Sustainable Northwest (SNW) and Hacienda Community Development Group (HCDC), both based in Oregon, have proposed a plan to demonstrate pathways for building affordable housing with regionally sourced mass timber. In response to the region’s housing shortage, the partners’ proposal demonstrates the use of mass timber products while supporting efforts to educate stakeholders on wood product companies and forest restoration. The project outlines a plan to explore financing options, build one or more prototypes, and perform a structural material life cycle analysis.
The purpose of the study is to evaluate and summarize any technical or other impediments to using hem-fir in mass timber products. The different mass timber products included in the study are cross-laminated timber (CLT), glue-laminated timber (glulam), dowel-laminated timber (DLT) and nail-laminated timber (NLT).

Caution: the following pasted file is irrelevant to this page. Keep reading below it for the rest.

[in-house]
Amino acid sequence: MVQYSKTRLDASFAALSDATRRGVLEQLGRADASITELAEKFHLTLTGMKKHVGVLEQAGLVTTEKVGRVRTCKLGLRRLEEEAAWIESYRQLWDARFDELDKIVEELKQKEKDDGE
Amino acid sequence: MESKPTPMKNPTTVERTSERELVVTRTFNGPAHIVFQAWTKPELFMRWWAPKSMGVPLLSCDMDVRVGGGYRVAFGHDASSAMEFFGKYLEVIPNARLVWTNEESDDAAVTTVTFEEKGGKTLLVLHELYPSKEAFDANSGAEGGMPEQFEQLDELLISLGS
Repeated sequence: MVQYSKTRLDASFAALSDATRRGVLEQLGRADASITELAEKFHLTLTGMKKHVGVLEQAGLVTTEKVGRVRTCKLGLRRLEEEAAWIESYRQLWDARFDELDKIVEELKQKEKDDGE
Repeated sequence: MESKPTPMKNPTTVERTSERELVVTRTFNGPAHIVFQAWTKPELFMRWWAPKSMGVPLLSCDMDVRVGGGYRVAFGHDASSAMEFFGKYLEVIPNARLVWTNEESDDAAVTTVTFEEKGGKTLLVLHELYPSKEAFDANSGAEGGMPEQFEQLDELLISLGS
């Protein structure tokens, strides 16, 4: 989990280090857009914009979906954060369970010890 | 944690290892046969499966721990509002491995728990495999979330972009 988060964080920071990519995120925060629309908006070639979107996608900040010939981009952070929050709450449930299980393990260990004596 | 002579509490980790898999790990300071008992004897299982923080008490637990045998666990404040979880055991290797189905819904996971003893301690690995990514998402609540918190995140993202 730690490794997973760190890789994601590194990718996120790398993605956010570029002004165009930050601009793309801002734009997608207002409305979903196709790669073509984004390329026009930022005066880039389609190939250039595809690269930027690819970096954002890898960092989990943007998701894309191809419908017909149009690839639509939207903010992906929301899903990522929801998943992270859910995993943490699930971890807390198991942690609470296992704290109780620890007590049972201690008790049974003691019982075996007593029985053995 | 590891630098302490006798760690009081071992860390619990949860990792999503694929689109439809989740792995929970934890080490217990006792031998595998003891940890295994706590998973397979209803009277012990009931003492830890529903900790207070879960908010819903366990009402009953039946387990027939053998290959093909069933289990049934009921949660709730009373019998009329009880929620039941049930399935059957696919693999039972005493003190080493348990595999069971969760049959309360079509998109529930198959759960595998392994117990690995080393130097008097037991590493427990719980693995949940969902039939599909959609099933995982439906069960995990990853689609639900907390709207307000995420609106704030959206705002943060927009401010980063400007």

Mass timber construction in Canada is in the spotlight and emerging as a sustainable building system that offers an opportunity to optimize the value of every tree harvested and to revitalize a declining forest industry, while providing climate mitigation solutions. Little research has been conducted, however, to identify the mass timber research priorities of end users, barriers to adoption and engineering, procurement and construction challenges in Canada. This study helps bridge these gaps. The study also created an interactive, three-dimensional GIS map displaying mass timber projects across North America, as an attempt to offer a helpful tool to practitioners, researchers and students, and fill a gap in existing knowledge sharing. The study findings, based on a web-based survey of mass timber end users, suggest the need for more research on (a) total project cost comparisons with concrete and steel, (b) hybrid systems and (c) mass timber building construction methods and guidelines. The most important barriers for successful adoption are (a) misconceptions about mass timber with respect to fire and building longevity, (b) high and uncertain insurance premiums, (c) higher cost of mass timber products compared to concrete and steel, and (d) resistance to changing from concrete and steel. In terms of challenges: (a) building code compliance and regulations, (b) design permits and approvals, and (c) insufficient design experts in the market are rated by study participants as the most pressing “engineering” challenge. The top procurement challenges are (a) too few manufactures and suppliers, (b) long distance transportation, and (c) supply and demand gaps. The most important construction challenges are (a) inadequate skilled workforce, (b) inadequate specialized subcontractors, and (c) excessive moisture exposure during construction.